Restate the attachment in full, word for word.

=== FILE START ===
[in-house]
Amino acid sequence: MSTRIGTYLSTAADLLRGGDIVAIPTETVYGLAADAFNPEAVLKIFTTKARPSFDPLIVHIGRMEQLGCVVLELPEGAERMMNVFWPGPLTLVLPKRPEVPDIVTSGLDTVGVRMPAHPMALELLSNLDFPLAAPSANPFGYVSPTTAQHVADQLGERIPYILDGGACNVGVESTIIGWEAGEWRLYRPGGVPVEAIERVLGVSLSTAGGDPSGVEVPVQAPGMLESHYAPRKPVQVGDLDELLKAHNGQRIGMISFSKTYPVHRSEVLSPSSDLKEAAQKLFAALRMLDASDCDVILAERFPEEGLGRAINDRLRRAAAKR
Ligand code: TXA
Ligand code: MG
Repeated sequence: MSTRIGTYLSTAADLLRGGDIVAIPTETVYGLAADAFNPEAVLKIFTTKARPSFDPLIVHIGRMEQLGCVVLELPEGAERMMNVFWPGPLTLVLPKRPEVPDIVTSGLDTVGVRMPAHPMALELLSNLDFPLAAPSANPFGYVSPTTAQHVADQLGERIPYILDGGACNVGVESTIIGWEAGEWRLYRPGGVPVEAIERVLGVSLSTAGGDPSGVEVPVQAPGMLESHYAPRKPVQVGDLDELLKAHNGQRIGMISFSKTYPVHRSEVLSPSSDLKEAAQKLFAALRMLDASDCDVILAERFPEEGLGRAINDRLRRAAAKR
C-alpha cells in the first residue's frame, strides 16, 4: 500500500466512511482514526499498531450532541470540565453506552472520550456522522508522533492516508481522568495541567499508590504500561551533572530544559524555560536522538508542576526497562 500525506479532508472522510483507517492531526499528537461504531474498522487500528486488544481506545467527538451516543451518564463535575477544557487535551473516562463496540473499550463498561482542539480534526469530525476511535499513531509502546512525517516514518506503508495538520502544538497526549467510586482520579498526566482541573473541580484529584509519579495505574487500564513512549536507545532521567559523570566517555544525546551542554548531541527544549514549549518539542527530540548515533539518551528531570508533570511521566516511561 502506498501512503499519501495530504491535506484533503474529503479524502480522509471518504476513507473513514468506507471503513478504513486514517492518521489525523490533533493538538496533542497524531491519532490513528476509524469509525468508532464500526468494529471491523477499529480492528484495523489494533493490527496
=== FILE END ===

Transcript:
[in-house]
Amino acid sequence: MSTRIGTYLSTAADLLRGGDIVAIPTETVYGLAADAFNPEAVLKIFTTKARPSFDPLIVHIGRMEQLGCVVLELPEGAERMMNVFWPGPLTLVLPKRPEVPDIVTSGLDTVGVRMPAHPMALELLSNLDFPLAAPSANPFGYVSPTTAQHVADQLGERIPYILDGGACNVGVESTIIGWEAGEWRLYRPGGVPVEAIERVLGVSLSTAGGDPSGVEVPVQAPGMLESHYAPRKPVQVGDLDELLKAHNGQRIGMISFSKTYPVHRSEVLSPSSDLKEAAQKLFAALRMLDASDCDVILAERFPEEGLGRAINDRLRRAAAKR
Ligand code: TXA
Ligand code: MG
Repeated sequence: MSTRIGTYLSTAADLLRGGDIVAIPTETVYGLAADAFNPEAVLKIFTTKARPSFDPLIVHIGRMEQLGCVVLELPEGAERMMNVFWPGPLTLVLPKRPEVPDIVTSGLDTVGVRMPAHPMALELLSNLDFPLAAPSANPFGYVSPTTAQHVADQLGERIPYILDGGACNVGVESTIIGWEAGEWRLYRPGGVPVEAIERVLGVSLSTAGGDPSGVEVPVQAPGMLESHYAPRKPVQVGDLDELLKAHNGQRIGMISFSKTYPVHRSEVLSPSSDLKEAAQKLFAALRMLDASDCDVILAERFPEEGLGRAINDRLRRAAAKR
C-alpha cells in the first residue's frame, strides 16, 4: 500500500466512511482514526499498531450532541470540565453506552472520550456522522508522533492516508481522568495541567499508590504500561551533572530544559524555560536522538508542576526497562 500525506479532508472522510483507517492531526499528537461504531474498522487500528486488544481506545467527538451516543451518564463535575477544557487535551473516562463496540473499550463498561482542539480534526469530525476511535499513531509502546512525517516514518506503508495538520502544538497526549467510586482520579498526566482541573473541580484529584509519579495505574487500564513512549536507545532521567559523570566517555544525546551542554548531541527544549514549549518539542527530540548515533539518551528531570508533570511521566516511561 502506498501512503499519501495530504491535506484533503474529503479524502480522509471518504476513507473513514468506507471503513478504513486514517492518521489525523490533533493538538496533542497524531491519532490513528476509524469509525468508532464500526468494529471491523477499529480492528484495523489494533493490527496